Peacekeeping: Marines to the Rescue

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February 20, 2006: The United States has sent the USS Essex and the USS Harper's Ferry to assist in rescue and relief efforts after the mudslides in the Philippines, that have killed at least 1800 people. These ships constitute the bulk of a Marine Expeditionary Unit, and can provide an excellent mix of hospital facilities, helicopters, and manpower for the relief effort.

The Essex is a Wasp-class assault ship, displacing 40,500 tons at full load, with a top speed of over 37 kilometers per hour, can carry three air-cushion landing craft, and operates 22 helicopters and six Harrier attack planes. The Essex also has superb medical facilities, which are capable of handling complex injuries.

The Harper's Ferry is the lead ship in a class of four landing ship docks that are optimized for carrying cargo. These ships displace 16,400 tons at full load, carry two air-cushion landing craft, and have a top speed of 37 kilometers per hour. The Harper's Ferry will probably be providing a great deal of supplies, including rations and vehicles like the Humvee, AAVP-7 amtracs, and five-ton trucks to transport supplies around Leyte.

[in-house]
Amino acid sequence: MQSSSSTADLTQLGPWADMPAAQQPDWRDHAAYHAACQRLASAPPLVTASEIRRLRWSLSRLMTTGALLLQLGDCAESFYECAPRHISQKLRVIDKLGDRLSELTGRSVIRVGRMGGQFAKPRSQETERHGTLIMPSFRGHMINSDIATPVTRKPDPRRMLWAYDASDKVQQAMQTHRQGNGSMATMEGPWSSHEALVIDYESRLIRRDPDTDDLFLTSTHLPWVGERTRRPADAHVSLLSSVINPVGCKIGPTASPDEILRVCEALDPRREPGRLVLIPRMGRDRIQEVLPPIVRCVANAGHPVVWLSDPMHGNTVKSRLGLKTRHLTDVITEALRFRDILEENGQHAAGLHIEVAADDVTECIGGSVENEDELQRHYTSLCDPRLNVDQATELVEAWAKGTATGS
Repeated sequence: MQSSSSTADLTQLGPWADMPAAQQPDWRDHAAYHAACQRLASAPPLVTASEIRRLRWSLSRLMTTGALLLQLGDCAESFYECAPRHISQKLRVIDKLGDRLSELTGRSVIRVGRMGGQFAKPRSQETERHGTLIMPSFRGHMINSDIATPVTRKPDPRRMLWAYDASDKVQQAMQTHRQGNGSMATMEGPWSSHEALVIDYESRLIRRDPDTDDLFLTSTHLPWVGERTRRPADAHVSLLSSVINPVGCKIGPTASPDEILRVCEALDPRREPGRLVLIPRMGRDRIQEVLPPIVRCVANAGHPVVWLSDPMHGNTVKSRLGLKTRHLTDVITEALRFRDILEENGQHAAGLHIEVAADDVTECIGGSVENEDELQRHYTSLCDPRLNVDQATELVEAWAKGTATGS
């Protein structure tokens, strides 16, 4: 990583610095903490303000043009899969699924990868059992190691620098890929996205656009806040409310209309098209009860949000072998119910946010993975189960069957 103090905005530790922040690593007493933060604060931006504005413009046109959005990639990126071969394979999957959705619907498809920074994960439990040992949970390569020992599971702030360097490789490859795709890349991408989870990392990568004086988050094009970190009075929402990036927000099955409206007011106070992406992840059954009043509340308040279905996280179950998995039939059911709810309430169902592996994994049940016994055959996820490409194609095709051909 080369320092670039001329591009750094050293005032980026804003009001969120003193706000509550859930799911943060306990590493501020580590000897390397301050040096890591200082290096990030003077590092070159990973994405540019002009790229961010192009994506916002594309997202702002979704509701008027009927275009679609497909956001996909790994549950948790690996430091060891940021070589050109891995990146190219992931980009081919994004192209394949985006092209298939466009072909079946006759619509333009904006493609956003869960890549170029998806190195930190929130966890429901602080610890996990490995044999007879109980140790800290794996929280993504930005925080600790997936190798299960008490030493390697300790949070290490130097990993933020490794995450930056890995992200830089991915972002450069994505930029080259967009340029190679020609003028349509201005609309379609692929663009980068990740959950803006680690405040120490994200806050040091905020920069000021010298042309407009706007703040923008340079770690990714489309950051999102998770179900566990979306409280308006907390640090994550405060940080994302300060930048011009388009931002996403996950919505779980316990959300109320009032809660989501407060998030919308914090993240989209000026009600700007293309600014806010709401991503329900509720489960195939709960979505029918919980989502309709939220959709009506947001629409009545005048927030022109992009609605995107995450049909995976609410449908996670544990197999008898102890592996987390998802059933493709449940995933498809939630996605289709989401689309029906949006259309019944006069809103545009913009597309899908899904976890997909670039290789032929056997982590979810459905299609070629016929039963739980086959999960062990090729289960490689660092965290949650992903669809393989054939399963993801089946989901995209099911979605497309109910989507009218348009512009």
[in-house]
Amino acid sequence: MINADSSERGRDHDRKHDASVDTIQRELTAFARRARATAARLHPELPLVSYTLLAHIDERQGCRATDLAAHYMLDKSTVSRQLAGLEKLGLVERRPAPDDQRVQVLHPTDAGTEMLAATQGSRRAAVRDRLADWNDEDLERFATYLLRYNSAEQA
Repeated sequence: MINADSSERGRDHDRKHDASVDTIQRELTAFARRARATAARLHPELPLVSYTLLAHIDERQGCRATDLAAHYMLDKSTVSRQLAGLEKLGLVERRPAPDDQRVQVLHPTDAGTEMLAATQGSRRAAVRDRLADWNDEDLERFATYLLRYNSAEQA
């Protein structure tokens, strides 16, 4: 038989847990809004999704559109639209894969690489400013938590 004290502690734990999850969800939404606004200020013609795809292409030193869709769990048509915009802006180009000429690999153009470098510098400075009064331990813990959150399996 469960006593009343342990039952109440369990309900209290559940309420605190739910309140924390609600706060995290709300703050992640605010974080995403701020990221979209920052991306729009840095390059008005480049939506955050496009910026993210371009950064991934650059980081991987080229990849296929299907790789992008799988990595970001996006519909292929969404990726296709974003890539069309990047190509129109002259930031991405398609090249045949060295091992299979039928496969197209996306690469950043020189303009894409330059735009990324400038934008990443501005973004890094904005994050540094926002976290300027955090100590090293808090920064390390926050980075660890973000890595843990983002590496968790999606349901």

Amphibious vessels have conducted numerous relief missions. In the past 15 years, these errands of mercy (in the wake of disasters like the Bangladesh Cyclone in 1991, Hurricanes Katrina and Wilma in 2005, the Indonesian tsunami of 2004, and now the 2006 Leyte mudslides). This is far different from their envisioned role of amphibious assault. Still, they are advancing and protecting American interests, often because their presence is visible to the people affected by disasters, and that will make the jobs those who recruit for al Qaeda or similar organizations much harder, since the locals will remember the Marines who came to assist after the disaster. - Harold C. Hutchison (hchutch@ix.netcom.com)

 


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